The National Aeronautics and Space Administration's initiative to capture a boulder-sized rock from an asteroid and send it into stable orbit around the moon, as well as prevent possible asteroid collision with Earth, has officially been scrapped.

The space agency has confirmed that its Asteroid Redirect Mission (ARM) is already in its closeout stages due to lack of financial support, as reflected in the agency's 2018 budget, and those who were involved in the initiative will shift their focus to other NASA projects.

Redirecting Efforts

According to ARM program director Michele Gates, the initiative's termination does not necessarily mean it is the end of the entire program. Several projects that NASA engineers were working on within the ARM program, such as the solar-electric propulsion system and other key technologies, will proceed as planned since they can be used in future missions.

Scientists and engineers involved in the main initiative are already documenting every step of the mission to ensure that all important knowledge are properly archived.

"We are in an orderly closeout phase, capturing all the good work that has been done across the team, and transitioning activities as appropriate to other potential missions or archived for future use," Gates said.

That doesn't mean, however, that the NASA scientists involved in the initiative are not disappointed with how things turned out.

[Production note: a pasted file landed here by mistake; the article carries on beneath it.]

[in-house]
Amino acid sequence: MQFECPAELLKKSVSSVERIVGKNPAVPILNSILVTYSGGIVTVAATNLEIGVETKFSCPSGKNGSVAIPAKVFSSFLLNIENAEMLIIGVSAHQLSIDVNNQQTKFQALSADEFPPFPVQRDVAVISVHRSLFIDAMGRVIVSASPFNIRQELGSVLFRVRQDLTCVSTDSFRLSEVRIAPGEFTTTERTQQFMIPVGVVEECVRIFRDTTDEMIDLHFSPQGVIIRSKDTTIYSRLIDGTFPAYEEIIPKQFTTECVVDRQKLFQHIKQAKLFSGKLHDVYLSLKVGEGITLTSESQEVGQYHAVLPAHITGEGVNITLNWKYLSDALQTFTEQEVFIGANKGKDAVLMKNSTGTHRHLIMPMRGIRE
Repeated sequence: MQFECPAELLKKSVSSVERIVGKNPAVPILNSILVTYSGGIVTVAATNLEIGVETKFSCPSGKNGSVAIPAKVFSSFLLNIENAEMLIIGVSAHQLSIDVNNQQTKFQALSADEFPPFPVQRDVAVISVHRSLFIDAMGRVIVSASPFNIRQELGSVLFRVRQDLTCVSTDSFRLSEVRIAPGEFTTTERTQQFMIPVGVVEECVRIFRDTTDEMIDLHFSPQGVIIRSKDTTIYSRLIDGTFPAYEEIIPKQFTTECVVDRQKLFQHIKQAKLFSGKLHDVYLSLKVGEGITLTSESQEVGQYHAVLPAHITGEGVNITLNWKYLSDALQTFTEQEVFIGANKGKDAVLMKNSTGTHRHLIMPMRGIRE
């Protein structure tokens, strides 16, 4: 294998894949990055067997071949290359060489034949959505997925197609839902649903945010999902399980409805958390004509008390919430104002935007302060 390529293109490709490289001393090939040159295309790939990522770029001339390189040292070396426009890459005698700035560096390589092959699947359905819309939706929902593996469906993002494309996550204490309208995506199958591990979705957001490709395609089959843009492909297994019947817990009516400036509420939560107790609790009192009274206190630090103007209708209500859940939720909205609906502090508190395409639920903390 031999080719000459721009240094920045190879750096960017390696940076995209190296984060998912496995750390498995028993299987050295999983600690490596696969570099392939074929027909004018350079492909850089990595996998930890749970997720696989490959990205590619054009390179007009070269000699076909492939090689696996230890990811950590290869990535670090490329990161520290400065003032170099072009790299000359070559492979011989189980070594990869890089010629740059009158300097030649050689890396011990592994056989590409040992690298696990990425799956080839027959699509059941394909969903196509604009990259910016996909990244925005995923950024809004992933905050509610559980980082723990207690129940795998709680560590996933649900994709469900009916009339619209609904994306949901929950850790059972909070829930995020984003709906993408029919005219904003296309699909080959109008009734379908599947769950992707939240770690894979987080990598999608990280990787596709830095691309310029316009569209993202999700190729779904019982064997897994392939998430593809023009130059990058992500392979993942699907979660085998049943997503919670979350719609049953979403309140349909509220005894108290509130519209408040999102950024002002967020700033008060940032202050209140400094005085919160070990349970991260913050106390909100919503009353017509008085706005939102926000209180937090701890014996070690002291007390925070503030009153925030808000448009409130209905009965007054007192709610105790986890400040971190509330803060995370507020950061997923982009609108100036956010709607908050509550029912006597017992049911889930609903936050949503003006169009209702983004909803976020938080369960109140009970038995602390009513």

ARM mission investigator Dan Mazanek expressed that most, if not all, who were involved in the mission were disappointed with the closeout, especially since many of the technologies being developed for the project could benefit other missions.

"This was a dream mission as far as I was concerned ... I still think it's a good mission," Mazanek said.

Gates made the announcement during her presentation at the "17th Meeting of the NASA Small Bodies Assessment Group (SBAG)." Gates also noted that asteroid mission concepts are still a point of interest for NASA scientists.

Reason For The Closeout

It is known that NASA received a slight budget cut under the Trump administration, but the decrease was enough to impact the ARM initiative, especially since the space agency has been instructed to focus its efforts on sending humans to Mars by the 2030s.

"Overall science funding is stable ... We remain committed to the next human missions to deep space, but we will not pursue the Asteroid Redirect Mission (ARM) with this budget. This doesn't mean, however, that the hard work of the teams already working on ARM will be lost," NASA acting Administrator Robert Lightfoot assured in a statement.

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